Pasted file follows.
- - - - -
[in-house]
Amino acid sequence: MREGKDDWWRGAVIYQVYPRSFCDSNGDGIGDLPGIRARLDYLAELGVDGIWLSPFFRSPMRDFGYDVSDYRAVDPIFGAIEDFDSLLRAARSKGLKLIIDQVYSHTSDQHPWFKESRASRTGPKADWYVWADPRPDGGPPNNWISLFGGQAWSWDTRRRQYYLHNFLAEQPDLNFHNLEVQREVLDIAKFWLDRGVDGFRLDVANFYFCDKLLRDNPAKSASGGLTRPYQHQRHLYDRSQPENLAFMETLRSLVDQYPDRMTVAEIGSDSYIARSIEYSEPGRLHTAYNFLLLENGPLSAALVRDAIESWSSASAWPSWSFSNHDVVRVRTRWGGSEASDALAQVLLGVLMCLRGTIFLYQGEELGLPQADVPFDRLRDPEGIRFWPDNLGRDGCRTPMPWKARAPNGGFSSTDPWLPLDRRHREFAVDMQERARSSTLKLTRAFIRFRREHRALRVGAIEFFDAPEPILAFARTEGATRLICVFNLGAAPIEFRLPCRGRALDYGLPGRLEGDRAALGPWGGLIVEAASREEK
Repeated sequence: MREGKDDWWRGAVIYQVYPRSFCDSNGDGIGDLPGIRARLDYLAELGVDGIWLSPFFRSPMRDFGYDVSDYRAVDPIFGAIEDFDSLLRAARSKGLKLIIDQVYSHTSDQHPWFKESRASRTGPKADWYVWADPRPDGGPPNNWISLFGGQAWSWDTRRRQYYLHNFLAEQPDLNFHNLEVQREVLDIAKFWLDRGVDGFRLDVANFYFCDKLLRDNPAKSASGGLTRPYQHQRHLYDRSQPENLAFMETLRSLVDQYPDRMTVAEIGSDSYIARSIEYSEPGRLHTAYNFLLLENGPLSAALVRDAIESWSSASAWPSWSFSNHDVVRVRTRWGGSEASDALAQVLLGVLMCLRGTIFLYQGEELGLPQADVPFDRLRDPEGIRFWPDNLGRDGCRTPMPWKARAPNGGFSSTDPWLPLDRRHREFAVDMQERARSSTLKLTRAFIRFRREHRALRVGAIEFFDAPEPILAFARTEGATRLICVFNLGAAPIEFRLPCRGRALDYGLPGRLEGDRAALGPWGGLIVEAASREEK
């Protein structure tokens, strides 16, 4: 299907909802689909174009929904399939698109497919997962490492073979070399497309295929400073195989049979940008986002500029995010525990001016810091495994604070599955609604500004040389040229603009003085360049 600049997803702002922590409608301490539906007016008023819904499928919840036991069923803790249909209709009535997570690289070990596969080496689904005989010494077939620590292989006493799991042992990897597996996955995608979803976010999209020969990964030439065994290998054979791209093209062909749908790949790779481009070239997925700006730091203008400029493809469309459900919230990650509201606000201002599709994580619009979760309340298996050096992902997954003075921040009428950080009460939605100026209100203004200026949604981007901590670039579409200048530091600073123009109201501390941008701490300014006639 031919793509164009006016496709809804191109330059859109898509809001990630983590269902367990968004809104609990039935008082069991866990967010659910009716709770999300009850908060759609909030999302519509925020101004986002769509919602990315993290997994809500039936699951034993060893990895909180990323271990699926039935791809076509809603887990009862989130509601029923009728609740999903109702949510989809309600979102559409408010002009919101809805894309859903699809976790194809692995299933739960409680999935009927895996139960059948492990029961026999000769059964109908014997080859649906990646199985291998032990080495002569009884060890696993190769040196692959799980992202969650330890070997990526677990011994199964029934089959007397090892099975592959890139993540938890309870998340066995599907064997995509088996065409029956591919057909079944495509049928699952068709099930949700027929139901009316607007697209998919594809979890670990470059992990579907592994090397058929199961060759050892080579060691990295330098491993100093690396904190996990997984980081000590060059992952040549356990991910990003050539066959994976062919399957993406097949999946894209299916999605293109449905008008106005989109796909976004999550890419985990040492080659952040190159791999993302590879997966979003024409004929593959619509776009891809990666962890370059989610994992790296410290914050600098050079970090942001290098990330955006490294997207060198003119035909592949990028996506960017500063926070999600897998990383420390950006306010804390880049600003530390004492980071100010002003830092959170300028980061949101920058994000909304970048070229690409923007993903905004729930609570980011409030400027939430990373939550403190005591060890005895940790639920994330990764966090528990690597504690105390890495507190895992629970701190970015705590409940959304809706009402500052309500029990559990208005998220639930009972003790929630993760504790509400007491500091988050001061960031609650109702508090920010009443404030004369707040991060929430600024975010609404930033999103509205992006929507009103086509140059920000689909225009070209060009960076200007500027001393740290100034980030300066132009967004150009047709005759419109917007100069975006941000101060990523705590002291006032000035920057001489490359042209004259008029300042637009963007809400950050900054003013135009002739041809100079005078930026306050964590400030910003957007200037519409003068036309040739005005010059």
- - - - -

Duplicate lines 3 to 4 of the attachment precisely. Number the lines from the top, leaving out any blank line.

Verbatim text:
Repeated sequence: MREGKDDWWRGAVIYQVYPRSFCDSNGDGIGDLPGIRARLDYLAELGVDGIWLSPFFRSPMRDFGYDVSDYRAVDPIFGAIEDFDSLLRAARSKGLKLIIDQVYSHTSDQHPWFKESRASRTGPKADWYVWADPRPDGGPPNNWISLFGGQAWSWDTRRRQYYLHNFLAEQPDLNFHNLEVQREVLDIAKFWLDRGVDGFRLDVANFYFCDKLLRDNPAKSASGGLTRPYQHQRHLYDRSQPENLAFMETLRSLVDQYPDRMTVAEIGSDSYIARSIEYSEPGRLHTAYNFLLLENGPLSAALVRDAIESWSSASAWPSWSFSNHDVVRVRTRWGGSEASDALAQVLLGVLMCLRGTIFLYQGEELGLPQADVPFDRLRDPEGIRFWPDNLGRDGCRTPMPWKARAPNGGFSSTDPWLPLDRRHREFAVDMQERARSSTLKLTRAFIRFRREHRALRVGAIEFFDAPEPILAFARTEGATRLICVFNLGAAPIEFRLPCRGRALDYGLPGRLEGDRAALGPWGGLIVEAASREEK
């Protein structure tokens, strides 16, 4: 299907909802689909174009929904399939698109497919997962490492073979070399497309295929400073195989049979940008986002500029995010525990001016810091495994604070599955609604500004040389040229603009003085360049 600049997803702002922590409608301490539906007016008023819904499928919840036991069923803790249909209709009535997570690289070990596969080496689904005989010494077939620590292989006493799991042992990897597996996955995608979803976010999209020969990964030439065994290998054979791209093209062909749908790949790779481009070239997925700006730091203008400029493809469309459900919230990650509201606000201002599709994580619009979760309340298996050096992902997954003075921040009428950080009460939605100026209100203004200026949604981007901590670039579409200048530091600073123009109201501390941008701490300014006639 031919793509164009006016496709809804191109330059859109898509809001990630983590269902367990968004809104609990039935008082069991866990967010659910009716709770999300009850908060759609909030999302519509925020101004986002769509919602990315993290997994809500039936699951034993060893990895909180990323271990699926039935791809076509809603887990009862989130509601029923009728609740999903109702949510989809309600979102559409408010002009919101809805894309859903699809976790194809692995299933739960409680999935009927895996139960059948492990029961026999000769059964109908014997080859649906990646199985291998032990080495002569009884060890696993190769040196692959799980992202969650330890070997990526677990011994199964029934089959007397090892099975592959890139993540938890309870998340066995599907064997995509088996065409029956591919057909079944495509049928699952068709099930949700027929139901009316607007697209998919594809979890670990470059992990579907592994090397058929199961060759050892080579060691990295330098491993100093690396904190996990997984980081000590060059992952040549356990991910990003050539066959994976062919399957993406097949999946894209299916999605293109449905008008106005989109796909976004999550890419985990040492080659952040190159791999993302590879997966979003024409004929593959619509776009891809990666962890370059989610994992790296410290914050600098050079970090942001290098990330955006490294997207060198003119035909592949990028996506960017500063926070999600897998990383420390950006306010804390880049600003530390004492980071100010002003830092959170300028980061949101920058994000909304970048070229690409923007993903905004729930609570980011409030400027939430990373939550403190005591060890005895940790639920994330990764966090528990690597504690105390890495507190895992629970701190970015705590409940959304809706009402500052309500029990559990208005998220639930009972003790929630993760504790509400007491500091988050001061960031609650109702508090920010009443404030004369707040991060929430600024975010609404930033999103509205992006929507009103086509140059920000689909225009070209060009960076200007500027001393740290100034980030300066132009967004150009047709005759419109917007100069975006941000101060990523705590002291006032000035920057001489490359042209004259008029300042637009963007809400950050900054003013135009002739041809100079005078930026306050964590400030910003957007200037519409003068036309040739005005010059």